According to a recent study published in Nature, almost 90,000 km2 of surface water, roughly equivalent to that of Lake Superior, have disappeared altogether and an additional total of 72,000 km2 have transitioned from a permanent state to a seasonal state over the past three decades. During the same period, a cumulative area of 184,000 km2 of permanent water have formed elsewhere.
The study analyzed the Landsat satellite images and global data sets documenting surface water location and seasonality between 1984 and 2015. It was found that over 70% of global net permanent water loss occurred in the Middle East and Central Asia (mainly in five countries: Kazakhstan, Uzbekistan, Iran, Afghanistan and Iraq). These losses were caused by such factors as drought, dams that change the flow rate and direction of rivers, and unregulated withdrawal. Losses in Australia and the USA linked to long-term droughts were also evident.
The study reported that all continental regions showed a net increase in permanent water, except Oceania, which has a fractional (1%, 229 km2) net loss. Around 24 countries spread across all continents have each gained at least 1,000 km2 of new permanent bodies of water. Much of the increase come from reservoir construction and filling. Between 1984 and 2015, North America’s permanent water area increased by 17,000 km2. Asia has gained 71,000 km2 of permanent water, which is a 23% increase for the continent.
The location and persistence of surface water is both affected by climate and human activity. Human behavior and biological diversity may be changing in response to water distribution. According to the study, almost 52% of the planet’s truly permanent surface water exists in North America and the continent also holds 18% of the contemporary seasonal water. In contrast, Asia, with 60% of the human population, accounts for only 9% of the truly permanent and 35% of the contemporary seasonal water. Africa and Latin America have almost the same share of the world’s permanent water at around 9%. Europe, including Russia, has 22% of the permanent water and 18% of the contemporary seasonal water.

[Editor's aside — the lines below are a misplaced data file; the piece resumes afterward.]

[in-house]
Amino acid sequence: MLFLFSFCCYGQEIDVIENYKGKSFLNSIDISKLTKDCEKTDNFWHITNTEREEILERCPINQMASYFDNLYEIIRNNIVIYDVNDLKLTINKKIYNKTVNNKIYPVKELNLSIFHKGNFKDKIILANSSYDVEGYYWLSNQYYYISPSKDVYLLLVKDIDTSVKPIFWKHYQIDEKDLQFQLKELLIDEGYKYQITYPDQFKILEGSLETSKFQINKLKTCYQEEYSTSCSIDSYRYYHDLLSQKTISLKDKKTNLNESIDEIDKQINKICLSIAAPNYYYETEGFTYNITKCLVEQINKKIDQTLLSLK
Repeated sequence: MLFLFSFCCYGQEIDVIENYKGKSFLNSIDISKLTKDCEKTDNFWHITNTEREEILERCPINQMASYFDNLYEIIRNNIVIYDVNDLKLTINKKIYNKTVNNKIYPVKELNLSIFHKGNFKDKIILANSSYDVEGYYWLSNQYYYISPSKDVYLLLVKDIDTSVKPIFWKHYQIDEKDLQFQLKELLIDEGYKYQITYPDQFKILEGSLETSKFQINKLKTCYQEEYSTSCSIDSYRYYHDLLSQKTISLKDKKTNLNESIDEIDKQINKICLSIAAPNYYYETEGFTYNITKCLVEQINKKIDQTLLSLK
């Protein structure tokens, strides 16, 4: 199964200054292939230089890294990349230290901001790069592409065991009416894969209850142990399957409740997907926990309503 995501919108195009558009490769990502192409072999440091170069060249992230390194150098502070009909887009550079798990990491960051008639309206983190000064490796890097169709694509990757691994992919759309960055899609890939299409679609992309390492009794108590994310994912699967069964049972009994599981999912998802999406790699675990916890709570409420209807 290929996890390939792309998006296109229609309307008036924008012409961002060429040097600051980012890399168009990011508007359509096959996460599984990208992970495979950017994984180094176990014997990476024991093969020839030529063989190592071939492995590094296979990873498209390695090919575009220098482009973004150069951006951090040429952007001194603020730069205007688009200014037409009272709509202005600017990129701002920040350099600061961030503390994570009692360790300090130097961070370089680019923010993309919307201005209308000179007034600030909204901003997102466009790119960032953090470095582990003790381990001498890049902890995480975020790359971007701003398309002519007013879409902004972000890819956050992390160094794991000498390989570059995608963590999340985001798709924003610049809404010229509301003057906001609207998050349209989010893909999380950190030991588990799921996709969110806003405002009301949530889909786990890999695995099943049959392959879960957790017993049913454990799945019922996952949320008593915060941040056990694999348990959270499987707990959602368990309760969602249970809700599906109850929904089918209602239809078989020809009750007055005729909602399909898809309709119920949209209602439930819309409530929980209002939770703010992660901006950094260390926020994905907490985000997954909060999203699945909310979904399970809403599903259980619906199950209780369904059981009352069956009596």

Surface water is only a part of the water resource. Ground water is another important source of fresh water. A number of studies have documented that groundwater resources are decreasing at alarming rates and face increasing pressure due to climate variability, population pressure, and increases in energy demands. A study conducted by two scholars from the University of Twente in Netherlands reported that groundwater depletion occurs in many countries, including India, Pakistan, the United States, Iran, China, Mexico, and Saudi Arabia. Furthermore, emerging groundwater contamination and pollution risks are seriously reducing available groundwater resources.
Access to water is indispensable for sustainable development and can threaten the security of people, institutions and economies. The findings reported in these studies reinforce the need for water-resource management strategies that integrate climate and socio-economic dimensions. Otherwise, many areas will increasingly suffer from water shortages during droughts, resulting in reduced harvests and loss of income for farmers, threatening the livelihoods of whole communities, as warned by relevant scholars.